Security Incident handling with Splunk – Our new Cyences App published on Splunkbase
For the past year, customers have asked us to simplify Splunk so that they are able to identify nefarious activities quickly. In addition, they wanted to be able to forensically investigate any event without having to be experts in Splunk Processing Language (SPL).
During our initial meetings, we started to realize that the issue is not as simple as creating alerts and dashboards, but more of building a security engineer’s application for Splunk. Most security engineers understand what bad traffic and orchestration looks like, but they can’t navigate Splunk to get to the bottom of things, so we started developing the Cyences App which this blog previews.
The Cyences App was developed to achieve the following initial objectives with more to come on monthly basis.
- Community-based development starting with our existing clients and branching out to others soon afterwards
- Unified panes of glass that within one or two screens can provide a wholistic viewpoint of what’s important to be observed (if a certain correlation report doesn’t have an alert associated with it, it’s not necessary to be in the nefarious activity pane)
- Activity monitoring should include workstations and users (pre-COVID, this was not necessary, but offices and office firewalls currently play a small part in securing user activity)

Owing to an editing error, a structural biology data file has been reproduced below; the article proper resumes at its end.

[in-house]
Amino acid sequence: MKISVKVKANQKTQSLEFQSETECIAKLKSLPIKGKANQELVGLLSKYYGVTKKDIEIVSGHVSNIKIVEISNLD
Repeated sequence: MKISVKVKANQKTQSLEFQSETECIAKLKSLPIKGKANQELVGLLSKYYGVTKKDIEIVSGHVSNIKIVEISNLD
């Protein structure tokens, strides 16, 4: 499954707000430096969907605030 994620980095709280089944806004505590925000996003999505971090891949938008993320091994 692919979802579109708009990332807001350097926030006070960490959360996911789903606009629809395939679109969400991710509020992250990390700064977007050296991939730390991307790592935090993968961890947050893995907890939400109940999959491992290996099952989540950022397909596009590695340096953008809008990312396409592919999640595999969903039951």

- Global view: Collecting and correlating logs throughout a single organization is no longer sufficient because the activity becomes more of a reactive response vs. proactive. We decided that Cyences will collect Global Activity that is deemed nefarious and correlate all incoming and outgoing packets to decide with more accuracy whether something is wrong
- Drill down forensics: We found many existing dashboards and apps to be lacking because of the inherent inability for the security engineer to dig down quickly to ascertain an alarm. All dashboards to be built will have built-in forensics capabilities to reduce response time
There are many more to come but we decided to start off with the six above and publish the App as 1.0.0 at the end of this month because the value is already there.
If you’re interested in downloading or joining our community, please email me directly or reach out on LinkedIn and I will get you access to our Cyences forum. Below are some screenshots and use cases.
This dashboard is based on the MITRE framework
Fake Windows Processes
Some ransomware creates its executable file name as some default Windows process name to go undetected by the users. We can detect these processes because they will be installed outside the Windows default location.
Cyences App is showing attacker and compromised system information in the “Details” dashboard for easy access.